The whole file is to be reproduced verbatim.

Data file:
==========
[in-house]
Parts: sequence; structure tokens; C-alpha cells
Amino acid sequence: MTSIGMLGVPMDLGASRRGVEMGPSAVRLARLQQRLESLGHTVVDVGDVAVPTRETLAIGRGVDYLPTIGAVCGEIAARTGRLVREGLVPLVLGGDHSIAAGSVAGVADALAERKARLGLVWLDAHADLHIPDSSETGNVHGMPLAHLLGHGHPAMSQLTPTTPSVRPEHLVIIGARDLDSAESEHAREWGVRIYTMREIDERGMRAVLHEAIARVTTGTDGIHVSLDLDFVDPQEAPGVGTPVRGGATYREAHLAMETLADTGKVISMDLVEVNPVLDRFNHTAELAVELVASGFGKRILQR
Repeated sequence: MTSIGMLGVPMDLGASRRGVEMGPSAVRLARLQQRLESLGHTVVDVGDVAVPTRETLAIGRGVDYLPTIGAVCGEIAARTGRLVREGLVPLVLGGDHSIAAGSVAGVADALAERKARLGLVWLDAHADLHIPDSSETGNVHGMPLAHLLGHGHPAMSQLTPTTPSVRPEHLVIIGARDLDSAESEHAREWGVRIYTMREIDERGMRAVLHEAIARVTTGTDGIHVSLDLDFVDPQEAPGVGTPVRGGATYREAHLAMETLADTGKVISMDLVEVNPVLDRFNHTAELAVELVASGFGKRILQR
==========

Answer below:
[in-house]
Parts: sequence; structure tokens; C-alpha cells
Amino acid sequence: MTSIGMLGVPMDLGASRRGVEMGPSAVRLARLQQRLESLGHTVVDVGDVAVPTRETLAIGRGVDYLPTIGAVCGEIAARTGRLVREGLVPLVLGGDHSIAAGSVAGVADALAERKARLGLVWLDAHADLHIPDSSETGNVHGMPLAHLLGHGHPAMSQLTPTTPSVRPEHLVIIGARDLDSAESEHAREWGVRIYTMREIDERGMRAVLHEAIARVTTGTDGIHVSLDLDFVDPQEAPGVGTPVRGGATYREAHLAMETLADTGKVISMDLVEVNPVLDRFNHTAELAVELVASGFGKRILQR
Repeated sequence: MTSIGMLGVPMDLGASRRGVEMGPSAVRLARLQQRLESLGHTVVDVGDVAVPTRETLAIGRGVDYLPTIGAVCGEIAARTGRLVREGLVPLVLGGDHSIAAGSVAGVADALAERKARLGLVWLDAHADLHIPDSSETGNVHGMPLAHLLGHGHPAMSQLTPTTPSVRPEHLVIIGARDLDSAESEHAREWGVRIYTMREIDERGMRAVLHEAIARVTTGTDGIHVSLDLDFVDPQEAPGVGTPVRGGATYREAHLAMETLADTGKVISMDLVEVNPVLDRFNHTAELAVELVASGFGKRILQR